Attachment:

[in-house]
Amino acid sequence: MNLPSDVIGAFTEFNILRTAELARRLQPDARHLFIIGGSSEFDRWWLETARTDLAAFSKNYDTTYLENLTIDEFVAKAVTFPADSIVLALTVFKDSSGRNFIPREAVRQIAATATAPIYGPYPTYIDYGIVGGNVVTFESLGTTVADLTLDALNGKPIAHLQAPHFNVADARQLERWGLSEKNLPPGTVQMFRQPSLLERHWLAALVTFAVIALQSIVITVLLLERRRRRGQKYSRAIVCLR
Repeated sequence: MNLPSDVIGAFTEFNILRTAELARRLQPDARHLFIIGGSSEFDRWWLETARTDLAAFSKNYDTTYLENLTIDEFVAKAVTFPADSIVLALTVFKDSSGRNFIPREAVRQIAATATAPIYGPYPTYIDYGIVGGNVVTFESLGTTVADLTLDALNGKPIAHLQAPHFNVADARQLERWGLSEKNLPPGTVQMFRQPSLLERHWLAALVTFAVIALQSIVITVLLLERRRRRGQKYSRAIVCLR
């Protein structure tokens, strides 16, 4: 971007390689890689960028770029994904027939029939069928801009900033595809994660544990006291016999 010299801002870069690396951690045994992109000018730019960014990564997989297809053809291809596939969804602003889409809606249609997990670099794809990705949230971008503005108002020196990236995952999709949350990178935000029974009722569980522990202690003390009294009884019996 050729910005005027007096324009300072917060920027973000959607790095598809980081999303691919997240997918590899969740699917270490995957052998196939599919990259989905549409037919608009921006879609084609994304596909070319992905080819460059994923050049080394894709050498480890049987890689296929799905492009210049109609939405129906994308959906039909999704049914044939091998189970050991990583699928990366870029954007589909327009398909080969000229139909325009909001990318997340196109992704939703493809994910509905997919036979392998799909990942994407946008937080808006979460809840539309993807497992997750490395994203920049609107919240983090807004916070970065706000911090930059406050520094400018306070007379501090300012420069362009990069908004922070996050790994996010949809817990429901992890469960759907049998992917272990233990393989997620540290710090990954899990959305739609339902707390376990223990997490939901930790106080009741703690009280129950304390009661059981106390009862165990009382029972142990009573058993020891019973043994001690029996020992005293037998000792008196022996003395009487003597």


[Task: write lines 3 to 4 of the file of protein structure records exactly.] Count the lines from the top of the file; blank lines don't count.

Repeated sequence: MNLPSDVIGAFTEFNILRTAELARRLQPDARHLFIIGGSSEFDRWWLETARTDLAAFSKNYDTTYLENLTIDEFVAKAVTFPADSIVLALTVFKDSSGRNFIPREAVRQIAATATAPIYGPYPTYIDYGIVGGNVVTFESLGTTVADLTLDALNGKPIAHLQAPHFNVADARQLERWGLSEKNLPPGTVQMFRQPSLLERHWLAALVTFAVIALQSIVITVLLLERRRRRGQKYSRAIVCLR
């Protein structure tokens, strides 16, 4: 971007390689890689960028770029994904027939029939069928801009900033595809994660544990006291016999 010299801002870069690396951690045994992109000018730019960014990564997989297809053809291809596939969804602003889409809606249609997990670099794809990705949230971008503005108002020196990236995952999709949350990178935000029974009722569980522990202690003390009294009884019996 050729910005005027007096324009300072917060920027973000959607790095598809980081999303691919997240997918590899969740699917270490995957052998196939599919990259989905549409037919608009921006879609084609994304596909070319992905080819460059994923050049080394894709050498480890049987890689296929799905492009210049109609939405129906994308959906039909999704049914044939091998189970050991990583699928990366870029954007589909327009398909080969000229139909325009909001990318997340196109992704939703493809994910509905997919036979392998799909990942994407946008937080808006979460809840539309993807497992997750490395994203920049609107919240983090807004916070970065706000911090930059406050520094400018306070007379501090300012420069362009990069908004922070996050790994996010949809817990429901992890469960759907049998992917272990233990393989997620540290710090990954899990959305739609339902707390376990223990997490939901930790106080009741703690009280129950304390009661059981106390009862165990009382029972142990009573058993020891019973043994001690029996020992005293037998000792008196022996003395009487003597």